Characterization: getting versus wanting

Posted on May 2, 2011 by

There is a catchy phrase that comes up in various types of motivational speaking:

“If you always do what you’ve always done, you’ll always get what you’ve always got.”

I’ve known this one for awhile, and as far as fortune-cookie delivered Life Lessons go, I agree with the underlying philosophy. But K and I were walking in the West End last weekend, and we came upon a commercial sandwich board with this taped on it:

“If you want something you’ve never had, you have to do something you’ve never done.”

Also catchy, and in some ways the exact same message, but I’m fascinated by the difference in nuance that comes with the altered wording. The first has such a freight of passivity: the ‘you’ is getting something–presumably something they no longer want, or maybe never did. My imagination is offering up a steaming bucket of something from a stable-mucking, delivered weekly to your door.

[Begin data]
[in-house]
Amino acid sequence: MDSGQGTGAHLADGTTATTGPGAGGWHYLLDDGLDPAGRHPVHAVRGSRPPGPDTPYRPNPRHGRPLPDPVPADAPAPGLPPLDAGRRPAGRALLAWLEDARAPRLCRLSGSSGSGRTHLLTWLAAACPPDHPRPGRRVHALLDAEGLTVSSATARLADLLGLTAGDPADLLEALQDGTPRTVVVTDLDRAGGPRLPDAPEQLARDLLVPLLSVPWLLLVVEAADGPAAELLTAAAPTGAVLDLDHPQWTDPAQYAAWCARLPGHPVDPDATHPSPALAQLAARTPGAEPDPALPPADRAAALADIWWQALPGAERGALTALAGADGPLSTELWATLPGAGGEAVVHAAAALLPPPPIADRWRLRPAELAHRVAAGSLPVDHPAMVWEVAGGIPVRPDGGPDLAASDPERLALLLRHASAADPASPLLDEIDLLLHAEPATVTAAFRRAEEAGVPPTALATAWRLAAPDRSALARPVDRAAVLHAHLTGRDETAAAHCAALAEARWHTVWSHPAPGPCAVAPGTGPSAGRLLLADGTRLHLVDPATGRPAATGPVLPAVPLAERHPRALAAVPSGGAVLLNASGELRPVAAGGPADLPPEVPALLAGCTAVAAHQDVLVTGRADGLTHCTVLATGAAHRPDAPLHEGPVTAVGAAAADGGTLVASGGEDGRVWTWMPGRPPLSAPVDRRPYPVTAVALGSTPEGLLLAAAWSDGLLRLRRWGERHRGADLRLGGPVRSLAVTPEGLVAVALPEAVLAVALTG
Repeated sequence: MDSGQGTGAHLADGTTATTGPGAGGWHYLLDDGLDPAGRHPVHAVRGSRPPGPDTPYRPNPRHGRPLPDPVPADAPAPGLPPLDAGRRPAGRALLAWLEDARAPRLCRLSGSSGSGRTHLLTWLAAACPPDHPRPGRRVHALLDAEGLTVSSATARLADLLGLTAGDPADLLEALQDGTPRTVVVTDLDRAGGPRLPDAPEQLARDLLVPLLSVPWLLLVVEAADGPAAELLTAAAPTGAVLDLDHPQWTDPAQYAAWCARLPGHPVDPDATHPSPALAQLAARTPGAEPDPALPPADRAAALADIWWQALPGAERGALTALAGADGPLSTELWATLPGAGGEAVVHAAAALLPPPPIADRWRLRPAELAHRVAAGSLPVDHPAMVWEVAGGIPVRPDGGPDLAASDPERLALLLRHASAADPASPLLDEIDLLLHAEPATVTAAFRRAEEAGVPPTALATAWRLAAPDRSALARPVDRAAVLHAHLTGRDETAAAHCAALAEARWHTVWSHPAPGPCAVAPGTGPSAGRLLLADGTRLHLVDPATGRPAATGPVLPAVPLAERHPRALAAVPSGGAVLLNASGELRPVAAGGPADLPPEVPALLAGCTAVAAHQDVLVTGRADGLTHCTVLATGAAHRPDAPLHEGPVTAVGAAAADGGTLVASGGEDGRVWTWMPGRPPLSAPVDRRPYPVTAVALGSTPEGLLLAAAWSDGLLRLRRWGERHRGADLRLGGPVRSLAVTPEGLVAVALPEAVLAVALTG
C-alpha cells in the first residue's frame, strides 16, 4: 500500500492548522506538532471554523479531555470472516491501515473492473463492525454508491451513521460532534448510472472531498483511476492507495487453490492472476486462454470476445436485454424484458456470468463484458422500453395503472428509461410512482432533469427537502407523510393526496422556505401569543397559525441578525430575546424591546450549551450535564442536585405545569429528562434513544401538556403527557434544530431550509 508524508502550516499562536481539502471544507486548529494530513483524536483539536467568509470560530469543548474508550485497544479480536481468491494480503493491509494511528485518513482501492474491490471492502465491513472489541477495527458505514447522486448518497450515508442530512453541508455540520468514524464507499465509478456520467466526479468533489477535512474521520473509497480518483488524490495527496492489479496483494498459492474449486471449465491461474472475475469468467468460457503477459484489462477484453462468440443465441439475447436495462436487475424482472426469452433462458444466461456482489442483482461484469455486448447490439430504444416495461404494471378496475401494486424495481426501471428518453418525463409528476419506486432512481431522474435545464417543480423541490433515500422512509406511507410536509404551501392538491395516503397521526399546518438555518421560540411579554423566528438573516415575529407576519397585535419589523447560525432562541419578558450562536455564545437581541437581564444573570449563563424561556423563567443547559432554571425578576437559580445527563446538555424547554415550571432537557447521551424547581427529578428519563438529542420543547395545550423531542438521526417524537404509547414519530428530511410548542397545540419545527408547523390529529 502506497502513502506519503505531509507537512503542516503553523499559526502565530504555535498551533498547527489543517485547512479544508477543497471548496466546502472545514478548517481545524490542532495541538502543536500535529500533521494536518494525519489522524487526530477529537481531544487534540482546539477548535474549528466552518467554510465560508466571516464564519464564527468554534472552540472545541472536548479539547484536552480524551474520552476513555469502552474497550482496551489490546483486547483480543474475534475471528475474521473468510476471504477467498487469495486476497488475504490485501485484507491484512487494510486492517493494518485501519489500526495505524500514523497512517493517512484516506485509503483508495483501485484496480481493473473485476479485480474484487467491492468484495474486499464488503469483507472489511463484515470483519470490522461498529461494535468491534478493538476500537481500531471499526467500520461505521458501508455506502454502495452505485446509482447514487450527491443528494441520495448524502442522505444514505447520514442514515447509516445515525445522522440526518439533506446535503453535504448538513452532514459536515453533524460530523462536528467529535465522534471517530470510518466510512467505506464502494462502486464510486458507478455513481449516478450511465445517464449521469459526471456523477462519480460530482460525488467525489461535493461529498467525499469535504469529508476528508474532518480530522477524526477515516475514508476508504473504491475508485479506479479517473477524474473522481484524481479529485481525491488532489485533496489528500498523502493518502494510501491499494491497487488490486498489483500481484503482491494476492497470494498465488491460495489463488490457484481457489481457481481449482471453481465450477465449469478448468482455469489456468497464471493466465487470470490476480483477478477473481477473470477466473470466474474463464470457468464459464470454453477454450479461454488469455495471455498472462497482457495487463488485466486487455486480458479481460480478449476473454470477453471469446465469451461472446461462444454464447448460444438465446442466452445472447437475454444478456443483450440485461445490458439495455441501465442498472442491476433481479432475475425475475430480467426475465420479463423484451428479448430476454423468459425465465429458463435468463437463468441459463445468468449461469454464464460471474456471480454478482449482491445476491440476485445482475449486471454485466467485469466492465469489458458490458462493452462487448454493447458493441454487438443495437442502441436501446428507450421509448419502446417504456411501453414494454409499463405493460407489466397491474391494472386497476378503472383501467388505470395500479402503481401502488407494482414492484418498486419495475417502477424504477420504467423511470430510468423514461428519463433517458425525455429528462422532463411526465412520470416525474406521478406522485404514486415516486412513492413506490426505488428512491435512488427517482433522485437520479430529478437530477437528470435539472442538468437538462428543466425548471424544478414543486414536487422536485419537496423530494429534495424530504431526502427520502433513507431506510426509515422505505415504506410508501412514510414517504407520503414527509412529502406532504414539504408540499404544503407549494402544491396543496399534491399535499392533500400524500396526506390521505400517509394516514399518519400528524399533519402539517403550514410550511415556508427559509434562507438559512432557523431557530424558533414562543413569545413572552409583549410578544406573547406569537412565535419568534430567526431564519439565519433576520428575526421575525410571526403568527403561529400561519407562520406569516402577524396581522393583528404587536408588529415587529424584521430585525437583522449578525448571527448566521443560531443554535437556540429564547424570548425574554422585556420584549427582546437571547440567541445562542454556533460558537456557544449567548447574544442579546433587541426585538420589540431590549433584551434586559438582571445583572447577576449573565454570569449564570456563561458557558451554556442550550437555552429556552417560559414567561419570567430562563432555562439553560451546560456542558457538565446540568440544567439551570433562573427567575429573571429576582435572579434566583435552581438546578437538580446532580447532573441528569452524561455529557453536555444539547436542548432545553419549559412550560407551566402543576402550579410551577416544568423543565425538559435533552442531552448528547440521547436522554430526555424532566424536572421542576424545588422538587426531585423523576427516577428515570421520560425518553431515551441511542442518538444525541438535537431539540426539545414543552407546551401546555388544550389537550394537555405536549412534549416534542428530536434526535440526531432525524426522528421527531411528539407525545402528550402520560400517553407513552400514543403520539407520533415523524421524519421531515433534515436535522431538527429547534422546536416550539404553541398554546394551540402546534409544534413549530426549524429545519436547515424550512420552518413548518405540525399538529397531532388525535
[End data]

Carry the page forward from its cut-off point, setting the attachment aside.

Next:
The second, meanwhile is about wanting something new. It’s about running to, rather than running away.

Both get the general idea across quite succinctly–but the latter phrasing is more positive, more of a call to action. In comparison, the first is a bit of a finger wag, a lecture from a judgmental imaginary parent figure. “If you’re just gonna insist on playing your electric guitar in the hot tub, young fella, don’t come crying to me when you do the electric boogaloo.”

It is easy to imagine the one phrase as a draft and the other as revision, the one as good enough wording and the second as a perfected version, as final copy. It’s especially easy because, as writers, we frown on certain types of linguistic passiveness. In reality, they are two different takes on the same idea, gleaned from different sources.

Still. It may be useful to think of them that way, perhaps especially when we talk about making our characters more active. Are they getting what they always got when they’re meant to be pulling a novel forward? Do they want something they never had? Do they want anything at all?

Finally, how do you shift them to chasing their desires, if what they’ve really been doing is just opening up the door every morning to see what life has handed them?

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On another topic, word metrics on the current wip: Saturday, 450 words. Sunday, 822.

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